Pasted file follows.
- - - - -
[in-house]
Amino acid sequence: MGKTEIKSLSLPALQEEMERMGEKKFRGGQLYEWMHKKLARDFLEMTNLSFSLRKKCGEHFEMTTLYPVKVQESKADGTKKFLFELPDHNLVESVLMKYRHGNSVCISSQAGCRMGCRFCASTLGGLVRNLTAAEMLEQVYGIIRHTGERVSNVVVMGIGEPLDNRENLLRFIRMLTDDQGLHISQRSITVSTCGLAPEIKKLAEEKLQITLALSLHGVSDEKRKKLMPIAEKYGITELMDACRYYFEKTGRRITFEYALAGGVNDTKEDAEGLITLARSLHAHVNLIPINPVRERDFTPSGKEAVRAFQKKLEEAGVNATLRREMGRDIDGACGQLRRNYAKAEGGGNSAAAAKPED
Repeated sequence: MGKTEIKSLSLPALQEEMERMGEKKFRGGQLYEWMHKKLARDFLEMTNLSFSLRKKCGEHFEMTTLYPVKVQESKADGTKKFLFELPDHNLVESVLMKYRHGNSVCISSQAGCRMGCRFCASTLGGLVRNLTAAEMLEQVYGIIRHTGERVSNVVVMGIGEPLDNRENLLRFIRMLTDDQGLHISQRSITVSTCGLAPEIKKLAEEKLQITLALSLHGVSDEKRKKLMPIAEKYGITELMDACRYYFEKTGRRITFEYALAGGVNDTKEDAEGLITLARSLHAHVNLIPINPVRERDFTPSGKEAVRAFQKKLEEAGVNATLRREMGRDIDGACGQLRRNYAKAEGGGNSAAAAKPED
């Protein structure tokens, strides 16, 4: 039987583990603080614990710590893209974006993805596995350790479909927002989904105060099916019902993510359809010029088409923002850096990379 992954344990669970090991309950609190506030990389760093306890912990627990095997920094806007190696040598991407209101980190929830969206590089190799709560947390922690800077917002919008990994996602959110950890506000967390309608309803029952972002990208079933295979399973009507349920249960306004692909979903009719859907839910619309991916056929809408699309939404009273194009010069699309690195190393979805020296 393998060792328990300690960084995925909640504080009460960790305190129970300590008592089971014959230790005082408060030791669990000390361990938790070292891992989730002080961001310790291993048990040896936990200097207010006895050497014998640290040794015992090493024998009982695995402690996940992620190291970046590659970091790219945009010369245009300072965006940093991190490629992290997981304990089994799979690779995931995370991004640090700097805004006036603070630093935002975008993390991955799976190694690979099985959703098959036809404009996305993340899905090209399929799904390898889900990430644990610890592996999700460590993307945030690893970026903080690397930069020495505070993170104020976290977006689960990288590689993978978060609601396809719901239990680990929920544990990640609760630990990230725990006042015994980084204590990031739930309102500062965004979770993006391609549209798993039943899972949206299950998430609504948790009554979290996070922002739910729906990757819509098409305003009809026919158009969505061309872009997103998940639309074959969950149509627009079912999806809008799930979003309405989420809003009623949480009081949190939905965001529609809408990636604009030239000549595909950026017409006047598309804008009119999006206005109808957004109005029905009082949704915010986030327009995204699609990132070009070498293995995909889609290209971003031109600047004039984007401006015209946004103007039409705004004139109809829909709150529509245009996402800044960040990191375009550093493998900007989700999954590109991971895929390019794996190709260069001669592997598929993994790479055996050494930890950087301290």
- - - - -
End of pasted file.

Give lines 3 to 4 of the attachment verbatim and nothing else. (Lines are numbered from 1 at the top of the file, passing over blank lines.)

Repeated sequence: MGKTEIKSLSLPALQEEMERMGEKKFRGGQLYEWMHKKLARDFLEMTNLSFSLRKKCGEHFEMTTLYPVKVQESKADGTKKFLFELPDHNLVESVLMKYRHGNSVCISSQAGCRMGCRFCASTLGGLVRNLTAAEMLEQVYGIIRHTGERVSNVVVMGIGEPLDNRENLLRFIRMLTDDQGLHISQRSITVSTCGLAPEIKKLAEEKLQITLALSLHGVSDEKRKKLMPIAEKYGITELMDACRYYFEKTGRRITFEYALAGGVNDTKEDAEGLITLARSLHAHVNLIPINPVRERDFTPSGKEAVRAFQKKLEEAGVNATLRREMGRDIDGACGQLRRNYAKAEGGGNSAAAAKPED
């Protein structure tokens, strides 16, 4: 039987583990603080614990710590893209974006993805596995350790479909927002989904105060099916019902993510359809010029088409923002850096990379 992954344990669970090991309950609190506030990389760093306890912990627990095997920094806007190696040598991407209101980190929830969206590089190799709560947390922690800077917002919008990994996602959110950890506000967390309608309803029952972002990208079933295979399973009507349920249960306004692909979903009719859907839910619309991916056929809408699309939404009273194009010069699309690195190393979805020296 393998060792328990300690960084995925909640504080009460960790305190129970300590008592089971014959230790005082408060030791669990000390361990938790070292891992989730002080961001310790291993048990040896936990200097207010006895050497014998640290040794015992090493024998009982695995402690996940992620190291970046590659970091790219945009010369245009300072965006940093991190490629992290997981304990089994799979690779995931995370991004640090700097805004006036603070630093935002975008993390991955799976190694690979099985959703098959036809404009996305993340899905090209399929799904390898889900990430644990610890592996999700460590993307945030690893970026903080690397930069020495505070993170104020976290977006689960990288590689993978978060609601396809719901239990680990929920544990990640609760630990990230725990006042015994980084204590990031739930309102500062965004979770993006391609549209798993039943899972949206299950998430609504948790009554979290996070922002739910729906990757819509098409305003009809026919158009969505061309872009997103998940639309074959969950149509627009079912999806809008799930979003309405989420809003009623949480009081949190939905965001529609809408990636604009030239000549595909950026017409006047598309804008009119999006206005109808957004109005029905009082949704915010986030327009995204699609990132070009070498293995995909889609290209971003031109600047004039984007401006015209946004103007039409705004004139109809829909709150529509245009996402800044960040990191375009550093493998900007989700999954590109991971895929390019794996190709260069001669592997598929993994790479055996050494930890950087301290």